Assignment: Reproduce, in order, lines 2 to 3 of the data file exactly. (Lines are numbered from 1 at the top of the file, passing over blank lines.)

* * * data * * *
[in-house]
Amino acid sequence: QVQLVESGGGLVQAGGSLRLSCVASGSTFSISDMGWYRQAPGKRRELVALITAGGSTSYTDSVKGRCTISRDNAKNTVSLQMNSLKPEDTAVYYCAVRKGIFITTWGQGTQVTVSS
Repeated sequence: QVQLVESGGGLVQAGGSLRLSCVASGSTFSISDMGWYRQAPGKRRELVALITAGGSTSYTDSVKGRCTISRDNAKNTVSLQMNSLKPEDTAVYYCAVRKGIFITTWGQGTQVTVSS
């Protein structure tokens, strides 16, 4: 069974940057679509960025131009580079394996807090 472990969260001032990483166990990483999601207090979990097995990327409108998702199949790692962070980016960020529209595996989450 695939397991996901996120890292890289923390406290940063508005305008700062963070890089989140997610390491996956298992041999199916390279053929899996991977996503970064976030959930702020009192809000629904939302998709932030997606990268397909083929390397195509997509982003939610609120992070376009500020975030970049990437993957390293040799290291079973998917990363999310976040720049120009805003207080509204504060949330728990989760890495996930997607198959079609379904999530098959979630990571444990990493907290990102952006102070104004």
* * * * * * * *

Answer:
Amino acid sequence: QVQLVESGGGLVQAGGSLRLSCVASGSTFSISDMGWYRQAPGKRRELVALITAGGSTSYTDSVKGRCTISRDNAKNTVSLQMNSLKPEDTAVYYCAVRKGIFITTWGQGTQVTVSS
Repeated sequence: QVQLVESGGGLVQAGGSLRLSCVASGSTFSISDMGWYRQAPGKRRELVALITAGGSTSYTDSVKGRCTISRDNAKNTVSLQMNSLKPEDTAVYYCAVRKGIFITTWGQGTQVTVSS